Legal and Economic Analysis of a Transatlantic Antitrust Case
New Horizons in Competition Law and Economics series
Edited by Luca Rubini
Chapter 3: Victa Placet Mihi Causa: The Compulsory Licensing Part of the Microsoft Case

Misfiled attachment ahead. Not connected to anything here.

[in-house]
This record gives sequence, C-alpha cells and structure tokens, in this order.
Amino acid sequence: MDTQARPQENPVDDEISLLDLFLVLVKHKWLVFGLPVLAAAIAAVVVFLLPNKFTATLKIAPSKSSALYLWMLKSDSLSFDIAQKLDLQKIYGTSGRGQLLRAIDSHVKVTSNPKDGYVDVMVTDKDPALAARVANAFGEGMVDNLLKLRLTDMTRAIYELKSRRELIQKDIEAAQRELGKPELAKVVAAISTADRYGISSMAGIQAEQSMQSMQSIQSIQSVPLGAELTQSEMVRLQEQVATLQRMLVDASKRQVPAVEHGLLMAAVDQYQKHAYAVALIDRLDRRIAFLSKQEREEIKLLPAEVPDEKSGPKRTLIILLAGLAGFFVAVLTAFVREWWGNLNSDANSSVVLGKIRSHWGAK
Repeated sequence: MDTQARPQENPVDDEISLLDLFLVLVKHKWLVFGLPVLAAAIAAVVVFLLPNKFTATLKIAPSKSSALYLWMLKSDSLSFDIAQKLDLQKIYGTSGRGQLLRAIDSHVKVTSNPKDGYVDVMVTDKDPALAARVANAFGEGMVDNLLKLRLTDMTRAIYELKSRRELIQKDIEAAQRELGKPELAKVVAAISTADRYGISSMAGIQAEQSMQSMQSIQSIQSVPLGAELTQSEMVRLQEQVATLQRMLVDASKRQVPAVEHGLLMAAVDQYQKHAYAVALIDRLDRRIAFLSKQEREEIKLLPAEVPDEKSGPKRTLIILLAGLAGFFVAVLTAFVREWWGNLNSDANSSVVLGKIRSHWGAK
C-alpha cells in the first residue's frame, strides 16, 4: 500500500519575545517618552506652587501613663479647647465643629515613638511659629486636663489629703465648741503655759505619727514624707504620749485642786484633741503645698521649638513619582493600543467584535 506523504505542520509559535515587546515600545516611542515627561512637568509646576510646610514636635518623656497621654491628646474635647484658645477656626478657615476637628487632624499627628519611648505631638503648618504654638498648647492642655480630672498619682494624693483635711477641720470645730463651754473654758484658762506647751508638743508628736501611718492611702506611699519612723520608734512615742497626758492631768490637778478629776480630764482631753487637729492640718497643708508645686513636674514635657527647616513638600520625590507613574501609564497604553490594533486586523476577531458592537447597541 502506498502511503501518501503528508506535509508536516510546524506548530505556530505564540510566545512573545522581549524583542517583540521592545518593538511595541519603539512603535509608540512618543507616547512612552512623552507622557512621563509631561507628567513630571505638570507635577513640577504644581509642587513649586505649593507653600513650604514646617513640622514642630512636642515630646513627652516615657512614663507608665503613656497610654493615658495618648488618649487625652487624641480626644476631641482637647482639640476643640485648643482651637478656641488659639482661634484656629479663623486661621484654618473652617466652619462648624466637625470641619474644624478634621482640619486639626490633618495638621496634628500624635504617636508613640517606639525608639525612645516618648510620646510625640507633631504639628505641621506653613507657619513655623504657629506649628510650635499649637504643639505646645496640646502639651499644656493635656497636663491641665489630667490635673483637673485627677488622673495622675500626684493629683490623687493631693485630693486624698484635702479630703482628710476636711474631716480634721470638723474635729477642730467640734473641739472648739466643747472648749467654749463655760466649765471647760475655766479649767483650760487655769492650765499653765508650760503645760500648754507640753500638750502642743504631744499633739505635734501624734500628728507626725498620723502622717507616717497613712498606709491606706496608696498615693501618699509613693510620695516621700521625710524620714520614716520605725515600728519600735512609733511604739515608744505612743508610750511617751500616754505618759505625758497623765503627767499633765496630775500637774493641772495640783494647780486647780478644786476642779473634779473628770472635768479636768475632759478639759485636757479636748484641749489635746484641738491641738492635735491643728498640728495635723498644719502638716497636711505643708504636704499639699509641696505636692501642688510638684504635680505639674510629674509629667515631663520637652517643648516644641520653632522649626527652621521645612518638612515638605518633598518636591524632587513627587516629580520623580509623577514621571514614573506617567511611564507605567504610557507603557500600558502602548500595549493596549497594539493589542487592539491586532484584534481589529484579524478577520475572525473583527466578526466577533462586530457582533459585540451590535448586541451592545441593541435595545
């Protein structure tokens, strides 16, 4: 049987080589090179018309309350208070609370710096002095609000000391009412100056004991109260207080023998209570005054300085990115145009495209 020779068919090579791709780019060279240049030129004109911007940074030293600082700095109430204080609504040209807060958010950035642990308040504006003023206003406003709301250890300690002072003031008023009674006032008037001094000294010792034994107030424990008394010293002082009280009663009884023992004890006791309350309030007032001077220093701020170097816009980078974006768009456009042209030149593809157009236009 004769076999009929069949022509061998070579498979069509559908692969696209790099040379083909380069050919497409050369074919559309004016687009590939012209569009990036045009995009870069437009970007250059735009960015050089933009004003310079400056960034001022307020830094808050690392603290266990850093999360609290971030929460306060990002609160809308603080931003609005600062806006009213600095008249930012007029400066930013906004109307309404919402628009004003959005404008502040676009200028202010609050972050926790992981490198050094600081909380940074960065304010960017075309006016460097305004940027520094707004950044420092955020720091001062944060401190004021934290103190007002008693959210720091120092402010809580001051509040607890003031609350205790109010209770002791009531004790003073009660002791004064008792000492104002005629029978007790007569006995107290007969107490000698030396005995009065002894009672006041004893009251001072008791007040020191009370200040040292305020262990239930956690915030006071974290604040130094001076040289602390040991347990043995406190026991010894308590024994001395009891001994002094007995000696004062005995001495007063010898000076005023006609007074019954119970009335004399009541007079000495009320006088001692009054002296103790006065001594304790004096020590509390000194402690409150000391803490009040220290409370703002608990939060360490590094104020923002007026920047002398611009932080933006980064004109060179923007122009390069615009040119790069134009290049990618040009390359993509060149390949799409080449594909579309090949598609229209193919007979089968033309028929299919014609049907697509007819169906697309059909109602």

Ian S. Forrester QC* INTRODUCTION 1. On 17 September 2007, the 13 judges of the Grand Chamber of the European Court of First Instance (CFI) rendered judgment in Case T-201/04 Microsoft v Commission.1 A few days before the judgment, a number of the advocate protagonists in the case who, at that moment, had no idea what the CFI would do, gathered at a conference organized under the auspices of the International Bar Association in the European University Institute, Fiesole. The paper which I presented on that occasion set forth the principal themes presented by that portion of the case as to which I had the honour of serving as the advocate of Microsoft. JeanFrançois Bellis, with whom I argued the case, is addressing the ‘product integration’ part of the case in Chapter 4 (with Tim Kasten). The Microsoft Decision2 involved two alleged abuses. One related to the design of the Windows operating system which drives the great majority of personal computers, and the lawfulness of incorporating additional functionalities therein. The other related to the nature and extent of Microsoft’s duty to reveal details of how its server products interact, notably as regards client-to-server and server-to-server communications. Each alleged infringement in a sense concerned whether Microsoft, as an * The opinions expressed are wholly personal. The remark in the title is found in Lucan’s literary work Pharsalia, adapting a remark made by Marcus Porcius Cato, which may be translated as ‘even though my case was defeated, I found it persuasive’. 1...
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